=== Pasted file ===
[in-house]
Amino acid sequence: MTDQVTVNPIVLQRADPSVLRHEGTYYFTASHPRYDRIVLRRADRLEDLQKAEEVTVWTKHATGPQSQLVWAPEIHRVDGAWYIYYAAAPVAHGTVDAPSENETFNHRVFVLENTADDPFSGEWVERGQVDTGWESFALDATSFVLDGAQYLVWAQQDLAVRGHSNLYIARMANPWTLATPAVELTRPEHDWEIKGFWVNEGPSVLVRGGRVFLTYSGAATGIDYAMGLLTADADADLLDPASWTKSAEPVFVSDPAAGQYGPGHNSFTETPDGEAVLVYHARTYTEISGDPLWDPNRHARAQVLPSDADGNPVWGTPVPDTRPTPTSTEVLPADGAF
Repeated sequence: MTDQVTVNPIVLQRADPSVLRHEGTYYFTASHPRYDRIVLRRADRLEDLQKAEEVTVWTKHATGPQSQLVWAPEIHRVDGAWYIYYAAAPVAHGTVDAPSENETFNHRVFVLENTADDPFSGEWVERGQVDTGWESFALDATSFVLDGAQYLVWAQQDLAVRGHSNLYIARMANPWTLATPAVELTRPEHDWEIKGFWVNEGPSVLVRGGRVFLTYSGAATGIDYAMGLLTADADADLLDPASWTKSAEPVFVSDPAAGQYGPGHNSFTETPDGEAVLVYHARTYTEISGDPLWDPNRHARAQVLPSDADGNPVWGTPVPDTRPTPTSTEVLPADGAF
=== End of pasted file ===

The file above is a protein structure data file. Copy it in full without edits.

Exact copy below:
[in-house]
Amino acid sequence: MTDQVTVNPIVLQRADPSVLRHEGTYYFTASHPRYDRIVLRRADRLEDLQKAEEVTVWTKHATGPQSQLVWAPEIHRVDGAWYIYYAAAPVAHGTVDAPSENETFNHRVFVLENTADDPFSGEWVERGQVDTGWESFALDATSFVLDGAQYLVWAQQDLAVRGHSNLYIARMANPWTLATPAVELTRPEHDWEIKGFWVNEGPSVLVRGGRVFLTYSGAATGIDYAMGLLTADADADLLDPASWTKSAEPVFVSDPAAGQYGPGHNSFTETPDGEAVLVYHARTYTEISGDPLWDPNRHARAQVLPSDADGNPVWGTPVPDTRPTPTSTEVLPADGAF
Repeated sequence: MTDQVTVNPIVLQRADPSVLRHEGTYYFTASHPRYDRIVLRRADRLEDLQKAEEVTVWTKHATGPQSQLVWAPEIHRVDGAWYIYYAAAPVAHGTVDAPSENETFNHRVFVLENTADDPFSGEWVERGQVDTGWESFALDATSFVLDGAQYLVWAQQDLAVRGHSNLYIARMANPWTLATPAVELTRPEHDWEIKGFWVNEGPSVLVRGGRVFLTYSGAATGIDYAMGLLTADADADLLDPASWTKSAEPVFVSDPAAGQYGPGHNSFTETPDGEAVLVYHARTYTEISGDPLWDPNRHARAQVLPSDADGNPVWGTPVPDTRPTPTSTEVLPADGAF